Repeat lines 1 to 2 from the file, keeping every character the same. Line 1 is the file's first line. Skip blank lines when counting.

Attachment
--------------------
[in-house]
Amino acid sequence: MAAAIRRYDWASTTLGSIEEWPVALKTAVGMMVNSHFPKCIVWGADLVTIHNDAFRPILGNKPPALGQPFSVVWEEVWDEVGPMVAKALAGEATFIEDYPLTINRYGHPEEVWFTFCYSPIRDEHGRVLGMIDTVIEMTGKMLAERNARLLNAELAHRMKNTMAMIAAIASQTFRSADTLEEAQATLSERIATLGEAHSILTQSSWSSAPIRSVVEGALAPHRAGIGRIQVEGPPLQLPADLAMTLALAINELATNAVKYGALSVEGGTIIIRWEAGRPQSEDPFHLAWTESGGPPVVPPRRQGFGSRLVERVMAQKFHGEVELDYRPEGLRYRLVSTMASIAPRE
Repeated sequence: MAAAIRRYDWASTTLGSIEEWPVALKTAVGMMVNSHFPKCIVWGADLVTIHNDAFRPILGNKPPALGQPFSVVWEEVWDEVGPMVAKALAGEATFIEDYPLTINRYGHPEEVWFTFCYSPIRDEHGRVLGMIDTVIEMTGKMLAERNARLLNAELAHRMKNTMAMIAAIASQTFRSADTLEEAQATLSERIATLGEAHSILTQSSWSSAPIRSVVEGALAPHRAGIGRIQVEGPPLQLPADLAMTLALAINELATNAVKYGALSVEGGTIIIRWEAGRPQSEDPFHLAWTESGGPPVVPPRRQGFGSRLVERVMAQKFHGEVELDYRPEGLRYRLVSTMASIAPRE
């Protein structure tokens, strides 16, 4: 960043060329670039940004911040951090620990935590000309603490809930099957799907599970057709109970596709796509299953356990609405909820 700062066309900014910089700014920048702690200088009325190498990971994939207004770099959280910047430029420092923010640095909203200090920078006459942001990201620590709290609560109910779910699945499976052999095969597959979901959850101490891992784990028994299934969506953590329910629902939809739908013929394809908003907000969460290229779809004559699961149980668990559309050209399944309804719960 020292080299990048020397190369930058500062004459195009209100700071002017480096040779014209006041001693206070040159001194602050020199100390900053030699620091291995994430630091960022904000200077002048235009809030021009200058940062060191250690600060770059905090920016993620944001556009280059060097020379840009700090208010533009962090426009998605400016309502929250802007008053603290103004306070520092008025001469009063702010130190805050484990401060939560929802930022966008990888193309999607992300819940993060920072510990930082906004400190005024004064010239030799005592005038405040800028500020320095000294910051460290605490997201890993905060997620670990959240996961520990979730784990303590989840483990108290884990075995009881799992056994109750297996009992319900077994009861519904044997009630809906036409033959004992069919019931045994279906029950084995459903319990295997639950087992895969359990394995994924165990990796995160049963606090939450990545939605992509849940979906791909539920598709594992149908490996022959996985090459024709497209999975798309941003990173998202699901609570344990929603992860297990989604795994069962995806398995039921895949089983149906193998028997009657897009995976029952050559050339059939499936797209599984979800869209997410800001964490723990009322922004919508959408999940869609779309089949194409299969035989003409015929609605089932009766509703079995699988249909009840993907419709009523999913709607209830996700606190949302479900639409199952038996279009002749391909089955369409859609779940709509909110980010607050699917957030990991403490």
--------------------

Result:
[in-house]
Amino acid sequence: MAAAIRRYDWASTTLGSIEEWPVALKTAVGMMVNSHFPKCIVWGADLVTIHNDAFRPILGNKPPALGQPFSVVWEEVWDEVGPMVAKALAGEATFIEDYPLTINRYGHPEEVWFTFCYSPIRDEHGRVLGMIDTVIEMTGKMLAERNARLLNAELAHRMKNTMAMIAAIASQTFRSADTLEEAQATLSERIATLGEAHSILTQSSWSSAPIRSVVEGALAPHRAGIGRIQVEGPPLQLPADLAMTLALAINELATNAVKYGALSVEGGTIIIRWEAGRPQSEDPFHLAWTESGGPPVVPPRRQGFGSRLVERVMAQKFHGEVELDYRPEGLRYRLVSTMASIAPRE